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The Verge

Apple added a secret button to your iPhone, and you may not have even noticed

Your iPhone got a new button last month, and you may not have even noticed. No, Apple didn’t sneak into your house and secretly superglue a button onto your smartphone. But it did release iOS 14, the latest version of its iPhone software, which includes a feature called Back Tap. Back Tap adds a fascinating new “button” to your phone that blurs the line between hardware and software. Back Tap turns the entire back of your iPhone into a giant touch-sensitive button that you can double or triple tap to trigger specific functions on your phone. There’s a good chance that you haven’t noticed it yet. Apple slipped the settings for Back Tap into its Accessibility menu. Its intended purpose is to give users more options for interacting with their devices. Most of Back Tap’s options reflect that, with settings to open the app switcher, notification menu, or control center; scroll through an app or webpage; trigger Siri; or take a screenshot. But Back Tap also ties into Apple’s incredibly robust Shortcuts app, which means you can effectively make those new buttons do almost anything you can imagine. It’s a fascinating kind of button: entirely invisible to the naked eye, completely nonfunctional until it’s enabled through software, but can be tasked to open, interact with, or accomplish nearly any task on your smartphone with just a quick tap. Software customization is key here That software customization is key. It’s easy to imagine a world where Apple limited Back Tap to…Continue readingApple added a secret button to your iPhone, and you may not have even noticed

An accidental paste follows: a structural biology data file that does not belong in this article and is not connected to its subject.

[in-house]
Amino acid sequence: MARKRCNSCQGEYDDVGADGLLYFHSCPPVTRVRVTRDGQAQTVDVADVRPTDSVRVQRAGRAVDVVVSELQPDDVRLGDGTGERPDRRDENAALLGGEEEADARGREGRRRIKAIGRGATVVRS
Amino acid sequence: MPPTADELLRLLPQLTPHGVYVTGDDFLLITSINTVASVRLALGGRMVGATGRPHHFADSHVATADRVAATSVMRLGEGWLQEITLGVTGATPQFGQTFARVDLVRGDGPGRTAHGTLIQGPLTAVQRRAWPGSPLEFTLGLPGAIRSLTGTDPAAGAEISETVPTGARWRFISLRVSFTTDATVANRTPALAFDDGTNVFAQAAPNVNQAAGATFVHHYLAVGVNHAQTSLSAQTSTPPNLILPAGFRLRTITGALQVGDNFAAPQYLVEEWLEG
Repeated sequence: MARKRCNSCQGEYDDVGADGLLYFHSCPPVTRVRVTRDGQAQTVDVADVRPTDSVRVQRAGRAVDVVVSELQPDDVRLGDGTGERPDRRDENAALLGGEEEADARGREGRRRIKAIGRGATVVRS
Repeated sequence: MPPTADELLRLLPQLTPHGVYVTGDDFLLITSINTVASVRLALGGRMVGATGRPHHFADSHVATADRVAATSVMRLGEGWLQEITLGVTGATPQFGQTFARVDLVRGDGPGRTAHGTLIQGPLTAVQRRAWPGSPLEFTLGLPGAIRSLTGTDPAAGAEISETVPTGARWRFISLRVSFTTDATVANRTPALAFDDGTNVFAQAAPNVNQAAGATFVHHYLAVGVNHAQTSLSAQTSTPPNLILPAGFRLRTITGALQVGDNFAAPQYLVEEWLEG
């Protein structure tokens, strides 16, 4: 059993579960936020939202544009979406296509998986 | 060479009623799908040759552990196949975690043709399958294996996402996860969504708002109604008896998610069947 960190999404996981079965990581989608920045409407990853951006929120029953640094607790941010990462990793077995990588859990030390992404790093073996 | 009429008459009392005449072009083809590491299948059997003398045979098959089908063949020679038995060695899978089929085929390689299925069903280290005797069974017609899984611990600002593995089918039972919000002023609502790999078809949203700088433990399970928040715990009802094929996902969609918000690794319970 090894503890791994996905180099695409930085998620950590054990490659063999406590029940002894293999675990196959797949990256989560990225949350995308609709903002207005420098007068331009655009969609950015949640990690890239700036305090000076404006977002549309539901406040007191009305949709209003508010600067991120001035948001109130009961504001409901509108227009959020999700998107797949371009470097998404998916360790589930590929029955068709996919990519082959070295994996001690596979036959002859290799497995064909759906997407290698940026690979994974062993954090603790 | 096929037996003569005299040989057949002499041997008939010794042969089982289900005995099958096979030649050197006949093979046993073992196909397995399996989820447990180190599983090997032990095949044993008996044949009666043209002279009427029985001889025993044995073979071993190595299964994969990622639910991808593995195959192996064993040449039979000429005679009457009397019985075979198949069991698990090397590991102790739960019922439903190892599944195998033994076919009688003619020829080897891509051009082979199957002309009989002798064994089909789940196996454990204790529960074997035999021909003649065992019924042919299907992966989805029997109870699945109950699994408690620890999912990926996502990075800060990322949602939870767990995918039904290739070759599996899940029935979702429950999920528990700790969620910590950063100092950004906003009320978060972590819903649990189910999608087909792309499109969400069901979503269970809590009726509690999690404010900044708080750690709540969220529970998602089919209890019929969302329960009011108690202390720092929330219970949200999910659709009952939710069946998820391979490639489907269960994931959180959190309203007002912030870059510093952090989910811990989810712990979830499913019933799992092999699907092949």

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VentureBeat

Apple reports record $64.7 billion revenue in Q4 2020 despite iPhone delay

While 2020 won’t be remembered fondly in the history books, it has been quite good for Apple, which is ending its fiscal 2020 with record revenues for three of its four quarters. Today, Apple announced record fourth quarter revenues of $64.7 billion, once again citing strength in its growing services business, as well as an all-time record for Mac sales, offset by the atypical absence of first weekend iPhone sales to buoy the numbers. On average, analysts expected Apple’s revenues to be $63.7 billion, a drop of 0.5% from the year-ago quarter, when the company reached a record $64.04 billion in sales despite falling iPhone and Mac earnings. At that point, the company reported accelerated growth in services, as well as healthy sales of iPads and wearables. But Apple beat the predictions by a billion dollars — a 1% increase over the prior year, with earnings per diluted share of $0.73. Apple says it sold $26.444 billion in iPhones, $9.032 billion in Macs, and $6.797 billion in iPads during the quarter, with combined “wearables, home, and accessories” sales of $7.876 billion and services at $14.549 billion. That’s up across most categories from the year-ago quarter, when Macs were at $6.991 billion, iPads at $4.656 billion, wearables at $6.52 billion, and services at $12.511 billion. But it was a sharp drop for iPhones, from $33.362 billion in the same quarter last year, due to COVID-19-related shipping delays. “Despite the ongoing impacts of COVID-19,” Apple CEO Tim Cook said, “Apple is in…Continue readingApple reports record $64.7 billion revenue in Q4 2020 despite iPhone delay

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The Verge

Samsung regains top smartphone vendor spot as Xiaomi overtakes Apple